Electricity prices are rising because of sustained national policy uncertainty and arbitrary constraints on gas supplies, the energy industry said today.
Releasing the Australian Energy Council’s submission to the Finkel Review, its Chief Executive, Matthew Warren, said “recent price and reliability issues are not the result of the electricity market failing, but the result of sustained policy interference and resulting uncertainty.
“This is driving up electricity prices to unsustainable levels. The impact on the industry, its customers – households and businesses - and the economy generally is now critical.
“We are now experiencing the legacy of sustained energy policy inaction: ageing power stations keep closing but there is no plan about how they will be replaced. We are running out of power.
“This is translating into unacceptably high wholesale electricity prices in the forward market. By point of reference, the price impact we are now seeing is effectively equivalent to a carbon price in excess of $50 a tonne.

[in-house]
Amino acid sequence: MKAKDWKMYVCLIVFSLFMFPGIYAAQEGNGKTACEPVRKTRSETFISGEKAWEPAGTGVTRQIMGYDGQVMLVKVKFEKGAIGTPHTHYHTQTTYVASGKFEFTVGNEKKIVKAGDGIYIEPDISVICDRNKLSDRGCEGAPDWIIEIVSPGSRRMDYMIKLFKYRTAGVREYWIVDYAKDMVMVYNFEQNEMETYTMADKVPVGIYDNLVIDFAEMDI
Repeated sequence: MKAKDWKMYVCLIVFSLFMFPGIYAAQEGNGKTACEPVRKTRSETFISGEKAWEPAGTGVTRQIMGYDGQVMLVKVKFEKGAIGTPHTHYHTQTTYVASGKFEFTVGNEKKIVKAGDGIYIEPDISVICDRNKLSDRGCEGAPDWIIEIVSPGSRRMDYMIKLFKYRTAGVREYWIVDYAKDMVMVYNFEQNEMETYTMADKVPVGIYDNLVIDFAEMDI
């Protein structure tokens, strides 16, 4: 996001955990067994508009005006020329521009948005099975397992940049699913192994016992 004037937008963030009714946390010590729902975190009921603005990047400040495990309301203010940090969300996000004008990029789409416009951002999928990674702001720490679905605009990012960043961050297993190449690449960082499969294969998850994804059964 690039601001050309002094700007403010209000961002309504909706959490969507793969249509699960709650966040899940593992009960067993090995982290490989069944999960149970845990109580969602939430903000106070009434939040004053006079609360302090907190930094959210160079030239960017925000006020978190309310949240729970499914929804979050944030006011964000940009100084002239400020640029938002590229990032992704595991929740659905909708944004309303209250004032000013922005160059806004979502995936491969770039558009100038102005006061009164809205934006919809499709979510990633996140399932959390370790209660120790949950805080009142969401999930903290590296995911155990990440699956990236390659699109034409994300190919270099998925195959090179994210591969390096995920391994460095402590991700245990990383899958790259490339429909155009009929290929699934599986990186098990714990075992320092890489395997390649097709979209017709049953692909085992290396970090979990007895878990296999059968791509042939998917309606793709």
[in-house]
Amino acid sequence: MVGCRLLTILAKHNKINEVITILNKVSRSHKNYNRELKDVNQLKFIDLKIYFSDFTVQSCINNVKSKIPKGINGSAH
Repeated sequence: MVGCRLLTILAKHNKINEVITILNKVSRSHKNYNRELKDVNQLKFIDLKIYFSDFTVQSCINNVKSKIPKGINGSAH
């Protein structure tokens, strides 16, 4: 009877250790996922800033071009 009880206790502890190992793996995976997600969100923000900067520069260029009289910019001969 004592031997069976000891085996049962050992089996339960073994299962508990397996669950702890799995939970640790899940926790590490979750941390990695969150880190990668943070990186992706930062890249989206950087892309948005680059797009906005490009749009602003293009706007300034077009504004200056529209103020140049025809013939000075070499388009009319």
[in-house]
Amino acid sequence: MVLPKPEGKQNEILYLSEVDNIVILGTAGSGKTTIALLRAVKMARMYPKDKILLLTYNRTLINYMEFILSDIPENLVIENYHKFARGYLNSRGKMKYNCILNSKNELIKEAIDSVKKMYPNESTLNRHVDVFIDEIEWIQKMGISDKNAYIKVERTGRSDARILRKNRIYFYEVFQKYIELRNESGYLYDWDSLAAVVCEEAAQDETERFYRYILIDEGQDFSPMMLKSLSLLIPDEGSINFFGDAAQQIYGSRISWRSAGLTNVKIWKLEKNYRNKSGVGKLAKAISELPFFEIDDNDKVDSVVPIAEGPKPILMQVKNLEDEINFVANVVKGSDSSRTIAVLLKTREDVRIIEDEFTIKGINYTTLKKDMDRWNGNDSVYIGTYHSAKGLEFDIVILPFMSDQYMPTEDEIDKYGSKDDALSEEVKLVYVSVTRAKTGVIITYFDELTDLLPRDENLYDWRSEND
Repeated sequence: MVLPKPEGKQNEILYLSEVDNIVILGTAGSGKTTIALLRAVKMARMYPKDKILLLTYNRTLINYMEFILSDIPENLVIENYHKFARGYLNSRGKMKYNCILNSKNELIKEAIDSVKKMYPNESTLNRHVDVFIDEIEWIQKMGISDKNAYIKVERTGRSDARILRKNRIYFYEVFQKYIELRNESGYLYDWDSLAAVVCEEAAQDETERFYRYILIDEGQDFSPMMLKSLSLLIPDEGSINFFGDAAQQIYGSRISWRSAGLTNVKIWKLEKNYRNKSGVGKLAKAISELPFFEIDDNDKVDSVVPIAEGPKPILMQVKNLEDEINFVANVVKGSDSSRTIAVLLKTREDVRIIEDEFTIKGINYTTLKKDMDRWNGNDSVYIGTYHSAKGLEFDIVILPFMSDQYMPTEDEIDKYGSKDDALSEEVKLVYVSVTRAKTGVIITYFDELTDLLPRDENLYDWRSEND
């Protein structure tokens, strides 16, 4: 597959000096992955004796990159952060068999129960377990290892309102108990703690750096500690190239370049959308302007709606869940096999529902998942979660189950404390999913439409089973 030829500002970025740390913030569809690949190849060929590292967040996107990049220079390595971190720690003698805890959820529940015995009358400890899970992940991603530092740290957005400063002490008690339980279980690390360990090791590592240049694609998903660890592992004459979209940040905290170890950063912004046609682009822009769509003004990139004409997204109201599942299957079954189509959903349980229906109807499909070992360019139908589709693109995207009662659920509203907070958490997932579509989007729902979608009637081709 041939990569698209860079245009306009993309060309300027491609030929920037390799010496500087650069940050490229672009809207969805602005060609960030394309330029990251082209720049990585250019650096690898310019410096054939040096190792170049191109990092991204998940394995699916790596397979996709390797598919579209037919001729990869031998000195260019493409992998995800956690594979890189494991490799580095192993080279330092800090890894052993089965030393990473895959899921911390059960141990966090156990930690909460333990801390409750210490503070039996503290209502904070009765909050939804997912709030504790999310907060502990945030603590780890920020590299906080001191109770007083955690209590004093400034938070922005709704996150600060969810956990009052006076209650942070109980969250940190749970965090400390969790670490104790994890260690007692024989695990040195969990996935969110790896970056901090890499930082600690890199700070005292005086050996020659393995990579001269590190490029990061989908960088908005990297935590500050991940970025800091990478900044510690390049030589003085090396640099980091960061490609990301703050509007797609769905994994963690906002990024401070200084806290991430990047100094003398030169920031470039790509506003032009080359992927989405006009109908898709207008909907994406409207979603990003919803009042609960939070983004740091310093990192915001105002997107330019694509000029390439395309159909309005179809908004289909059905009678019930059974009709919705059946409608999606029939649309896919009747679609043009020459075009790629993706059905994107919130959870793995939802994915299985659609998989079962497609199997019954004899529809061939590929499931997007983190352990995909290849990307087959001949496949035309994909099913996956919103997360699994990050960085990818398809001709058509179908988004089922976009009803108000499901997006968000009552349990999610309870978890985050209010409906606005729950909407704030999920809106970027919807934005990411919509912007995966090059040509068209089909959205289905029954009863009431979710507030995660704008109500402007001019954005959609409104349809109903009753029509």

“This suggests the economy is likely to be better off with the development of durable and efficient national energy and climate polices which will return investment to the market and are likely to reduce electricity prices.
“The energy industry urgently needs investment grade national energy and climate policy that will enable new capacity to be built, as well as access to new gas to run it.”
The Australian Energy Council’s submission highlights immediate and short-term reform priorities, which include:
The full submission is available here.
About the Australian Energy Council
The Council represents 21 major electricity and downstream natural gas businesses operating in competitive wholesale and retail energy markets. These businesses collectively generate the overwhelming majority of electricity in Australia and sell gas and electricity to over 10 million homes and businesses.
Media contact Carl Kitchen 0401 691 342
The Australian Energy Council welcomes the release of the Energy Security Board's advice to Energy Ministers, and in particular its call for coordination and a common approach by jurisdictions but notes there is still much work to be done on the detail.
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